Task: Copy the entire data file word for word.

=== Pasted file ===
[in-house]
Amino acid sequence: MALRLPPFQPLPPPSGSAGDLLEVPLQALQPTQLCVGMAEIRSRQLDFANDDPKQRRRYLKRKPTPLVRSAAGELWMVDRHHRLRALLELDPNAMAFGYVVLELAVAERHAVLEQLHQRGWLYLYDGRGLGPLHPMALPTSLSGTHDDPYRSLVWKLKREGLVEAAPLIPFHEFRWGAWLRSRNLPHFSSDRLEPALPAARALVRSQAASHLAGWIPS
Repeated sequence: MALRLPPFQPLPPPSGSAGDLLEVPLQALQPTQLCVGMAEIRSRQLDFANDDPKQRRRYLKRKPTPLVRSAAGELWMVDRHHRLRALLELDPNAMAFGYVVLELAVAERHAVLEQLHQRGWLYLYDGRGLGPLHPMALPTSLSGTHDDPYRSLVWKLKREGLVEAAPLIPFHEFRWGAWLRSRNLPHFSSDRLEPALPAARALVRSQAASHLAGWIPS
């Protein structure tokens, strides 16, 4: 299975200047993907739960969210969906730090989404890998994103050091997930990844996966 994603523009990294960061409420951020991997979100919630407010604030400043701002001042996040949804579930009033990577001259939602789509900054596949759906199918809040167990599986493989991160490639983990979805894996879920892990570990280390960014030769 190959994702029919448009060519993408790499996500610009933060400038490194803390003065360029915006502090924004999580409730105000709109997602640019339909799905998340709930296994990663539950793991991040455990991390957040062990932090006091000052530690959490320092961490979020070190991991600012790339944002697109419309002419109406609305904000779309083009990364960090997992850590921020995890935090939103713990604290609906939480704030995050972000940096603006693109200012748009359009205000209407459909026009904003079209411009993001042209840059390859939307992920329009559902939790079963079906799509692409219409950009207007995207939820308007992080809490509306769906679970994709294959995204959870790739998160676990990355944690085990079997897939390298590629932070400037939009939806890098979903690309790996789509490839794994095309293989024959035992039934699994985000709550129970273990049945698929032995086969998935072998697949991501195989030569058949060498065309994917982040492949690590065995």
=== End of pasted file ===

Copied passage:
[in-house]
Amino acid sequence: MALRLPPFQPLPPPSGSAGDLLEVPLQALQPTQLCVGMAEIRSRQLDFANDDPKQRRRYLKRKPTPLVRSAAGELWMVDRHHRLRALLELDPNAMAFGYVVLELAVAERHAVLEQLHQRGWLYLYDGRGLGPLHPMALPTSLSGTHDDPYRSLVWKLKREGLVEAAPLIPFHEFRWGAWLRSRNLPHFSSDRLEPALPAARALVRSQAASHLAGWIPS
Repeated sequence: MALRLPPFQPLPPPSGSAGDLLEVPLQALQPTQLCVGMAEIRSRQLDFANDDPKQRRRYLKRKPTPLVRSAAGELWMVDRHHRLRALLELDPNAMAFGYVVLELAVAERHAVLEQLHQRGWLYLYDGRGLGPLHPMALPTSLSGTHDDPYRSLVWKLKREGLVEAAPLIPFHEFRWGAWLRSRNLPHFSSDRLEPALPAARALVRSQAASHLAGWIPS
């Protein structure tokens, strides 16, 4: 299975200047993907739960969210969906730090989404890998994103050091997930990844996966 994603523009990294960061409420951020991997979100919630407010604030400043701002001042996040949804579930009033990577001259939602789509900054596949759906199918809040167990599986493989991160490639983990979805894996879920892990570990280390960014030769 190959994702029919448009060519993408790499996500610009933060400038490194803390003065360029915006502090924004999580409730105000709109997602640019339909799905998340709930296994990663539950793991991040455990991390957040062990932090006091000052530690959490320092961490979020070190991991600012790339944002697109419309002419109406609305904000779309083009990364960090997992850590921020995890935090939103713990604290609906939480704030995050972000940096603006693109200012748009359009205000209407459909026009904003079209411009993001042209840059390859939307992920329009559902939790079963079906799509692409219409950009207007995207939820308007992080809490509306769906679970994709294959995204959870790739998160676990990355944690085990079997897939390298590629932070400037939009939806890098979903690309790996789509490839794994095309293989024959035992039934699994985000709550129970273990049945698929032995086969998935072998697949991501195989030569058949060498065309994917982040492949690590065995």